From the Blog

The 4 Stages of Investor Emotions

Posted on September 04, 2019

Understand how the ups and downs of investing can alter your financial judgement.

Investing, if you think about it, is really an act of optimism, of hope that your money will grow over time. But there will be times when optimism wanes as the markets ebb and flow through a full cycle, and you may need to temper it with pragmatism and trusted counsel as the vagaries of the markets play with your emotions. Dive into the four stages of investing to see what we mean:

First Stage: The Thrill

It’s behavioral finance 101. We believe in ourselves; we expect things to go our way. When they do, it confirms our confidence, which feeds expectations of even greater success down the road. Thrilling!

It’s at the top of a cycle when we feel the most positive – euphoric even. But guess what? When we start to believe that outsized returns justify higher levels of risk is when we’re most vulnerable to financial jeopardy. No one, not even the best market prognosticator, has a crystal ball or the Midas touch. We can’t always beat the markets, and we will make mistakes.

Second Stage: The Lull

Eventually, we realize that we may not have as much influence as we first thought. The markets no longer return double digits, and we seek any sign – whether accurate or not – that will point us in the right direction. Anxiety mounts, maybe a little uncertainty sneaks in.

You may “instinctively” feel you should become more cautious in your financial plan, trading assets you perceive to be riskier for bonds or other defensive asset classes. Not a bad idea if done in conjunction with your advisor, who understands your risk tolerance and desire to preserve wealth.

A note about the current environment:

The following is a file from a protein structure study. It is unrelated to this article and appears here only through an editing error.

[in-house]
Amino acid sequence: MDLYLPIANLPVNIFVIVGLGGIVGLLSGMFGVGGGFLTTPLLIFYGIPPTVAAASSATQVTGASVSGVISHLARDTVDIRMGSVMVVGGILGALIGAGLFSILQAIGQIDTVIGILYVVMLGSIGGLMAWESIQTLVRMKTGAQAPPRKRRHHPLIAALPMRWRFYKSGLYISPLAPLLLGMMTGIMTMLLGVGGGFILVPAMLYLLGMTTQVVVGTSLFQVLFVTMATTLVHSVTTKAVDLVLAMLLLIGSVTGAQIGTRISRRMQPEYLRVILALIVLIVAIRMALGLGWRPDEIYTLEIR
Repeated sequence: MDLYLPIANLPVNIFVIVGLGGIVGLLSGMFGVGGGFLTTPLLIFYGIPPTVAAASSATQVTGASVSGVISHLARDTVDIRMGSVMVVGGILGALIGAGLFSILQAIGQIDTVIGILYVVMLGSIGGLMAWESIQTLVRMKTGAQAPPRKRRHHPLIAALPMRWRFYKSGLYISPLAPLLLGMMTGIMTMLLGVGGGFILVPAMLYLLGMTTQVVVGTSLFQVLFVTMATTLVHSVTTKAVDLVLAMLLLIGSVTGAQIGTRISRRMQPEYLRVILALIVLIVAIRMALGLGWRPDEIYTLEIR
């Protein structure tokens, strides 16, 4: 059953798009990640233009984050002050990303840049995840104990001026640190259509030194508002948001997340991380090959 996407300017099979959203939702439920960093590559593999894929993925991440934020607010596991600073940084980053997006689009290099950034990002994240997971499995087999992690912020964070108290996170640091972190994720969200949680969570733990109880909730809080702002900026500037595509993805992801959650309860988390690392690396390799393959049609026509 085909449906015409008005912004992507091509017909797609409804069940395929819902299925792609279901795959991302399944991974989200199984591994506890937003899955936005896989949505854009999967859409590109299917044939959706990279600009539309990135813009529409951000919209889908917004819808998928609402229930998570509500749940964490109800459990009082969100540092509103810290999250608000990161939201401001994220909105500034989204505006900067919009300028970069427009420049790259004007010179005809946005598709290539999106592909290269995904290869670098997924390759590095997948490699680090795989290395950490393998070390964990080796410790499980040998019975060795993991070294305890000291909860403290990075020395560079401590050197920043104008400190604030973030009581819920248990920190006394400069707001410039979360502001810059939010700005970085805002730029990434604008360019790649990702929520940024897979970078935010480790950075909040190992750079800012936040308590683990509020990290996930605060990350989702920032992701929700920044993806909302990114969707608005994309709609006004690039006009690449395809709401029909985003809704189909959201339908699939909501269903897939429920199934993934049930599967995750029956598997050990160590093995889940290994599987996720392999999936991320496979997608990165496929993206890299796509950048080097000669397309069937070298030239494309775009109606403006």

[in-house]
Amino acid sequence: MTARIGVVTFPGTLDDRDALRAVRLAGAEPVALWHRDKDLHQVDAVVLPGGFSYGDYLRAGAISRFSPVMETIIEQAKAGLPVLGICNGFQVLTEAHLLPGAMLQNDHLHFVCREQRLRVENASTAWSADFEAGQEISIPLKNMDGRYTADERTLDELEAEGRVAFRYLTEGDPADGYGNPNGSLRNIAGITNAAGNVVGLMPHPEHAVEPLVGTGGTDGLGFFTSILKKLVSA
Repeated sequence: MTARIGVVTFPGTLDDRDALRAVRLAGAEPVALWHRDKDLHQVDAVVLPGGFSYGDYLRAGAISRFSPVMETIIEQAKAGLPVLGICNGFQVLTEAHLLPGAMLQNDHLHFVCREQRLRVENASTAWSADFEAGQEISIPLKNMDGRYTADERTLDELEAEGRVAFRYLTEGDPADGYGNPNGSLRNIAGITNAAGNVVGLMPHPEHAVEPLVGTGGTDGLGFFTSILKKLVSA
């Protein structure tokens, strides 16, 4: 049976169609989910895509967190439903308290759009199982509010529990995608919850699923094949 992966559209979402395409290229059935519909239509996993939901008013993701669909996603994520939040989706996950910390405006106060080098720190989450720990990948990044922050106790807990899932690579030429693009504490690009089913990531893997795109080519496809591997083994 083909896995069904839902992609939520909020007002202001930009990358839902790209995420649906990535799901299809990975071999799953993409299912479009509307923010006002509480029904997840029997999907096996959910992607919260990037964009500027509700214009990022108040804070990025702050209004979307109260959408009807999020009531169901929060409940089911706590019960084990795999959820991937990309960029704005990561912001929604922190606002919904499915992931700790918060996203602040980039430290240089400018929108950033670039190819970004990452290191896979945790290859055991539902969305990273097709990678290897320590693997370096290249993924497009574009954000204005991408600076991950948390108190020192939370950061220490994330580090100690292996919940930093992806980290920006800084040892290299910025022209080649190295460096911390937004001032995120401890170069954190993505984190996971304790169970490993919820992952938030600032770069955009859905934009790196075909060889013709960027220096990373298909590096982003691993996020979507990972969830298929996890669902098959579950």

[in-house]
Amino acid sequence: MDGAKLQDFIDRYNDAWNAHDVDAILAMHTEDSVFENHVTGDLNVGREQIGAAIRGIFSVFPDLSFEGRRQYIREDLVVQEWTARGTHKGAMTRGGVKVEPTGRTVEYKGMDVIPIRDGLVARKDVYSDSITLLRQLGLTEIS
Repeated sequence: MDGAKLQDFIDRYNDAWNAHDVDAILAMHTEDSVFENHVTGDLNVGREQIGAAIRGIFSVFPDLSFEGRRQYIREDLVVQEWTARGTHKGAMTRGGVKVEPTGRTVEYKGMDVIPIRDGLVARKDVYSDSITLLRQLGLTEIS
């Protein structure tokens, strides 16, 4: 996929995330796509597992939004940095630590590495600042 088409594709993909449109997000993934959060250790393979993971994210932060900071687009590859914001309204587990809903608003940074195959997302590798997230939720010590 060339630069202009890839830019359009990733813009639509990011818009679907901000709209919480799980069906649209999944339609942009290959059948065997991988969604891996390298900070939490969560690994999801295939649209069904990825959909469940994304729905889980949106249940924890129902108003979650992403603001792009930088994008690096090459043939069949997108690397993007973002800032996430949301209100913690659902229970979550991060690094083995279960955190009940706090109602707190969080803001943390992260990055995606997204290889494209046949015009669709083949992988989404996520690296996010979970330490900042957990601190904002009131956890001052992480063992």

As the Federal Reserve has both increased and decreased short-term interest rates over the last twelve months, you may be concerned about fluctuations in short-term bond prices. Keep in mind, however, that individual bonds may provide income and offset volatility in the equity side of your portfolio. Sticking to your long-term strategic asset allocation is likely the most prudent approach. Don’t give up on equities, either. Even when it feels like you’re on shaky investment ground, you may still be able to find pockets of opportunity.

Third Stage: The Potential

When bear markets come roaring through, you may feel panic or desperation, and hope to spare yourself any further losses by sitting idly on the sidelines until you’re “ready” to try again. The irony is this stage is when investments are typically lower in price – and when a well-prepared investor has the maximum potential to capitalize on financial opportunity. Remember 2008? Some investors got out completely and missed out on the subsequent recovery. It’s important to work with your advisor and periodically review your tolerance for market risk to help ensure your portfolio is positioned appropriately.

Last Stage: The Upswing

You’ve just been through the emotional ringer, and now, somewhat incredulously, the markets are back on the road to recovery. But you’ve been burned; you don’t quite trust that this rise will last. So you may opt to lick your wounds instead of recognizing that asset prices are still low and there are attractive opportunities to be had, if you focus on the fundamentals. The need to invest – for your retirement, your children’s education, your legacy goals and other personal objectives – isn’t going away. Investing intelligently – having a plan, knowing what you own and why – may just be your best option.

Having a clear understanding of why you’re in the market and what you want your financial plan to do makes it much easier to remain disciplined. That’s why it’s important to revisit and reaffirm your personal goals and time horizon with your financial advisor. You’re investing in order to achieve certain objectives – the decisions you make should rest on that foundation.

All expressions of opinion reflect the judgment of Raymond James and are subject to change. Investing involves risk and you may incur a profit or loss regardless of strategy selected.
Bond prices and yields are subject to change based upon market conditions and availability. If bonds are sold prior to maturity, you may receive more or less than your initial investment. There is an inverse relationship between interest rate movements and fixed income prices. Generally, when interest rates rise, fixed income prices fall and when interest rates fall, fixed income prices rise.